People contemplate death by suicide because the pain he (or she) is experiencing is greater than their mechanisms for coping with the pain. Some may consider suicide a selfish act, but sometimes, the victim is convinced that others in their life will be better without them. I have never felt that others in my life would be better without me, but I have felt that death by suicide might be an option because my pain is greater than my ability to cope.
It is not easy to explain to others that I am truly unwell when I sometimes look like I am fine. The obvious challenges and poor gait associated with cerebral palsy are normal for me, but the added challenge of living with Parkinson’s disease has been taking its toll.
Over the years, I have had many competent and caring health care professionals who had aided, supported, or directed what was needed to improve my life. A regular dosage of an antidepressant has corrected the chemical imbalance from dysthymia, drugs used in the treatment of Parkinson’s disease have kept this condition under control, and I have pain mediation to use at the times when my physical pain is unbearable.
Of course, all medications have side effects and sometimes I feel like I’m living in a medication “fog” or “hangover.” Sometimes it is like I have a hangover from overindulgence in alcohol, but the drugs are needed to make life bearable or better.
Unusual fatigue is associated with my conditions. I tire easily and need a lot of rest. Sleep is restorative. I have learned and accepted that self care must come first and my body tells me when I need to sleep.
If I need to sleep at times when most people are awake and functioning, I close the blinds in my apartment, turn the ringer off the telephone (calls will go to voice mail and message will be returned), and I sleep. Sometimes, I am awake in the hours when others are sleeping. In order not to disturb other tenants in my building, I shall read quietly or work at my computer.
In October, 2014, I was at a very low point in my life. I was experiencing the worst physical pain and discomfort I had in a long time. I seriously thought of ending my life, but I knew that wasn’t the answer. Sometimes, tears would flow unbidden from my tear ducts because I hurt.
I needed answers! The Internet is a “library without walls” and offers “information about our fingertips.” I searched for credible information that would help me cope with the chronic pain and challenging depression that I was feeling.
I happened upon an article, “The Spoon Theory” written by Christine Miserandino. The URL is http://www.butyoudontlooksick.com/articles/written-by-christine/the-spoon-theory/
As I read the words of this essay, I was elated to discover that I had a wonderful resource to help me explain to others the challenge of living with physical disabilities. Like Christine Miserandino, I don’t have enough spoons! Like Christine, I have had to learn how to set priorities and use my spoons wisely. I can’t do everything I need to or want to do – I must set priorities for each day.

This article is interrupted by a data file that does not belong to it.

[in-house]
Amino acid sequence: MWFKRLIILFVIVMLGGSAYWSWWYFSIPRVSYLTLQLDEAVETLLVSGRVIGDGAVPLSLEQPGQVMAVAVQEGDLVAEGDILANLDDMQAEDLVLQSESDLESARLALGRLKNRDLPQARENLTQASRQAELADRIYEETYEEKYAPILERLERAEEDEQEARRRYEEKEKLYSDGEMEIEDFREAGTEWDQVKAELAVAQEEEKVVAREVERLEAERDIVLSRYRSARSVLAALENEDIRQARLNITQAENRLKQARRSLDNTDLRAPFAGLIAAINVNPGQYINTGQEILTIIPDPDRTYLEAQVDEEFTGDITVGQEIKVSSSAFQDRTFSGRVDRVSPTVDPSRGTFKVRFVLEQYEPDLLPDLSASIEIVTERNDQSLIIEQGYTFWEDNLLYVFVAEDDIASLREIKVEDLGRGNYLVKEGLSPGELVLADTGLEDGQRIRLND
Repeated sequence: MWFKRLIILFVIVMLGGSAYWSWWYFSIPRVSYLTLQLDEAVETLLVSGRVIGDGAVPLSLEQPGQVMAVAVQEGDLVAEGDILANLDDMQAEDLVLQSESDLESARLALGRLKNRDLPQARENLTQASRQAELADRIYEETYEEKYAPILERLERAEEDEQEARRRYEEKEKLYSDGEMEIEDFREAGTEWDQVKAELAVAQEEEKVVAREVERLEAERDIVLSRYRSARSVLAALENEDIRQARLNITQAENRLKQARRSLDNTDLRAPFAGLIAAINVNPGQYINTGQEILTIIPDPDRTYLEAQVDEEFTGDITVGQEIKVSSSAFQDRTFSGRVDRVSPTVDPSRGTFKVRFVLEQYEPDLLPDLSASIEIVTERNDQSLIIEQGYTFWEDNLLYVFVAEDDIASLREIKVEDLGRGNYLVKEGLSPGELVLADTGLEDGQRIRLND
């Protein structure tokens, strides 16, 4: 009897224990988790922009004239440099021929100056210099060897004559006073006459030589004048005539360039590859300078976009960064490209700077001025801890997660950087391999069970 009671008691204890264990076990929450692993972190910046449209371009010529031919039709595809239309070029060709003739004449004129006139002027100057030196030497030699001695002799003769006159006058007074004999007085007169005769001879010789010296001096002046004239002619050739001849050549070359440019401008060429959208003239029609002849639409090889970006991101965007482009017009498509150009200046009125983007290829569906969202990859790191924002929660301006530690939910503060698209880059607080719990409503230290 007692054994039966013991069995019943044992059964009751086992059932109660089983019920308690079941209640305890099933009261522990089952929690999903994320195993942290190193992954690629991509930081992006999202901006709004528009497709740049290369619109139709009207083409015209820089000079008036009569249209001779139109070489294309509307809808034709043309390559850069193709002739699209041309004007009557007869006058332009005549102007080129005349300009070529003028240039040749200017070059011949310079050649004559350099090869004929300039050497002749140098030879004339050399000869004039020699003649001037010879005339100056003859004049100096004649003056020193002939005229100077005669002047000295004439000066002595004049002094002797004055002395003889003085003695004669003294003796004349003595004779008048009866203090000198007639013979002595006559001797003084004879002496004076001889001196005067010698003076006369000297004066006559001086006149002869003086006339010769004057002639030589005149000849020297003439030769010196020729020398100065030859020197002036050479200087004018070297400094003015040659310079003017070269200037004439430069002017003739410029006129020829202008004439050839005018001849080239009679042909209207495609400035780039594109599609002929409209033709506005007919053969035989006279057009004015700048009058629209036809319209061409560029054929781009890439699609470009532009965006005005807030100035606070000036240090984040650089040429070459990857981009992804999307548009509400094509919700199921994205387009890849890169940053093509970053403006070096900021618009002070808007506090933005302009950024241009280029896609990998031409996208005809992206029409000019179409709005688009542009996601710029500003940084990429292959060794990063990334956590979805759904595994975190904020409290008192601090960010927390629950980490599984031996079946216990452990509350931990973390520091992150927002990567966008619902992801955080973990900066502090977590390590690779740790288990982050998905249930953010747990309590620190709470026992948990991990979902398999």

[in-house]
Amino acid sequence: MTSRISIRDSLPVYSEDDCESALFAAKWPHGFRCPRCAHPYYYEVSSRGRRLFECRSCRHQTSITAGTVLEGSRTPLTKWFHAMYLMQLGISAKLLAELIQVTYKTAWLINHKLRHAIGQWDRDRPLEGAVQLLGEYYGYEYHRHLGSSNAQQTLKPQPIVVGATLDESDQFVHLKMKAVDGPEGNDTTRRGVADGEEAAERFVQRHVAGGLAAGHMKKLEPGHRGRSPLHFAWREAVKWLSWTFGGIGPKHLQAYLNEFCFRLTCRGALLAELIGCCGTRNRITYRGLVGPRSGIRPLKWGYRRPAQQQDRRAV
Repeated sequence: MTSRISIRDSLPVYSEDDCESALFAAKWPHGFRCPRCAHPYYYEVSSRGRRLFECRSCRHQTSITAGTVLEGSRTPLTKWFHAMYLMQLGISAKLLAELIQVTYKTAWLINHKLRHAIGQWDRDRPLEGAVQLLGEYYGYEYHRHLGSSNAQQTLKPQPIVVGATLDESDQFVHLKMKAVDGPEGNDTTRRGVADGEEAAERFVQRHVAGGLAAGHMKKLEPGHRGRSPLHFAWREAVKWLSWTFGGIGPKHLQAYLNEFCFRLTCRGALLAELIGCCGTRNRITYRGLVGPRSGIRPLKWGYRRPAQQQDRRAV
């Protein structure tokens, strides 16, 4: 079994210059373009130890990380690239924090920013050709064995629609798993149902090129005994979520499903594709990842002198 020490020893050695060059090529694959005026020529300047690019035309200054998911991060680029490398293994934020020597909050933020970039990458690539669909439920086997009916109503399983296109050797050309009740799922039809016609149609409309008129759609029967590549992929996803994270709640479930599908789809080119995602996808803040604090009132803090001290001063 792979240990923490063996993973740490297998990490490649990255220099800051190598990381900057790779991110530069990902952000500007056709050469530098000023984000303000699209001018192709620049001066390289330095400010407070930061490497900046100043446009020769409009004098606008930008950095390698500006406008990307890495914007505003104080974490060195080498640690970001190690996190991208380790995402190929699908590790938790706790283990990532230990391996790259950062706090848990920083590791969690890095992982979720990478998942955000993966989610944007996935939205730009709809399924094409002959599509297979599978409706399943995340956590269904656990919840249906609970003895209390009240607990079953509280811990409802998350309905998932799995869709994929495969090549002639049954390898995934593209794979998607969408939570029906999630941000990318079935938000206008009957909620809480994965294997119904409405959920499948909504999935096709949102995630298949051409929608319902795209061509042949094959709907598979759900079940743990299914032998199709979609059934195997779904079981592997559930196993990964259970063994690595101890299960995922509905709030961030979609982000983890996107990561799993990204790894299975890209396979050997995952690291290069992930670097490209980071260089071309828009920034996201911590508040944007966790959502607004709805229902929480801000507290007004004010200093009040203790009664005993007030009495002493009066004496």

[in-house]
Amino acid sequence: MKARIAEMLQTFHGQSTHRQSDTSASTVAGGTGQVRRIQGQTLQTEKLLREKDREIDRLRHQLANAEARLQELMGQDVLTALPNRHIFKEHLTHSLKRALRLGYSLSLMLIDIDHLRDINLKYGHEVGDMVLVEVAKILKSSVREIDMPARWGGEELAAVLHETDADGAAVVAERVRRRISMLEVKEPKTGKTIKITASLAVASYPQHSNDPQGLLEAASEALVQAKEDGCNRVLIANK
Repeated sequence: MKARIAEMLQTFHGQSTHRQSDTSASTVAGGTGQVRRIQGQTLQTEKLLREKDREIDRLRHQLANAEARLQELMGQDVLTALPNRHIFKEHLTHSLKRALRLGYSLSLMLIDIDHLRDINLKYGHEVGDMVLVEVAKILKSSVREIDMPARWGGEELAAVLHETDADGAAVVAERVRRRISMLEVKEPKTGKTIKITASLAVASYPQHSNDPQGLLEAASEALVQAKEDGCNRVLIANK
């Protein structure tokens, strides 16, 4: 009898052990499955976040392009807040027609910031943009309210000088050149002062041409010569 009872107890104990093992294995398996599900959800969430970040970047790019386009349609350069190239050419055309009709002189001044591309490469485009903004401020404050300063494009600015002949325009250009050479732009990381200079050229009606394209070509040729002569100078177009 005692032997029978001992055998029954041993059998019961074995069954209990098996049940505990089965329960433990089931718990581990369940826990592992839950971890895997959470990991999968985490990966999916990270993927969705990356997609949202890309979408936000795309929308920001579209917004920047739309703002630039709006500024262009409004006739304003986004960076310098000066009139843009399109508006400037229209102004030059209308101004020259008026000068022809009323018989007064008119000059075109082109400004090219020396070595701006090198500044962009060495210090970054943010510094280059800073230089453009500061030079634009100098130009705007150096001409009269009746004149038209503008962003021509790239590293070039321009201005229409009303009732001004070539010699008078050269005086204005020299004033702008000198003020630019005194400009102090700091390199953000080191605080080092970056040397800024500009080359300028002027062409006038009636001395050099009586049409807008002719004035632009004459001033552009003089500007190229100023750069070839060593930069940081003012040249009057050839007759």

I can make as many plans in advance as I want to make. But I don’t know until a day comes how I will feel. Sometimes, I can guess in the morning and proceed with my plans, and the day will unfold as I had hoped. Other times, I shall start on my activity and realize that I must change my plan because I am not well enough to continue with what I had wanted to do.
Christine keeps a “reserve spoon” in her pocket. This extra spoon allows her to do something she wants to do that is important to do. For myself, I hadn’t thought of it as a “reserve spoon,” but I am conscious of not doing too much each day so that I can live a bit easier tomorrow.
This forthcoming Saturday, there is a party with my extended relatives. We are having a pot luck dinner and celebrating the 50th birthday of one of my cousins by marriage. I truly enjoy these family parties – I want to be there. This means that I must save enough spoons to make it to the party!
I’ll have to make my preparations earlier in the week. I need to plan my pot luck contribution and prepare it on Wednesday to have it ready for Saturday. Thursday is my scheduled laundry day in my building and I must do some washing. Friday must be a quieter day in order to rest enough to go out on Saturday.
This is my plan. If the plan doesn’t work, for example, I am not ready to cook on Wednesday, a stop will have to be made at a grocery store for prepared food for my contribution, or I go without a dish to share which I think would be most unfair to the other guests. If I don’t get some laundry done, I’ll likely have to go in my pajamas which would be unacceptable so I need some clean clothes.
I am determined to make this party so I shall save a spoon – and even an extra one – so that I can be with my family for so much fun.
I also reach out to my community in times of need when my emotional pain is greater than my ability to cope. I want to let God decide when it is my time to leave this life – I believe my soul will go to a better place if I leave on His terms. When my soul returns, I sincerely hope it has a more reliable vessel in which to carry it throughout its new life. I would be willing to consider a strong, muscle-bound body with amazing strength for my soul. However, I believe everything has a trade off – “my” new being may not be as smart and intelligent as I am at present, in other words, as “dumb as a post!”
Nor, would he, I suspect need to have my passion for Nancy Drew mysteries and similar children’s series books. Now that truly is the greatest loss of all – a life without Nancy Drew would be a dull one indeed!
©2105 William Land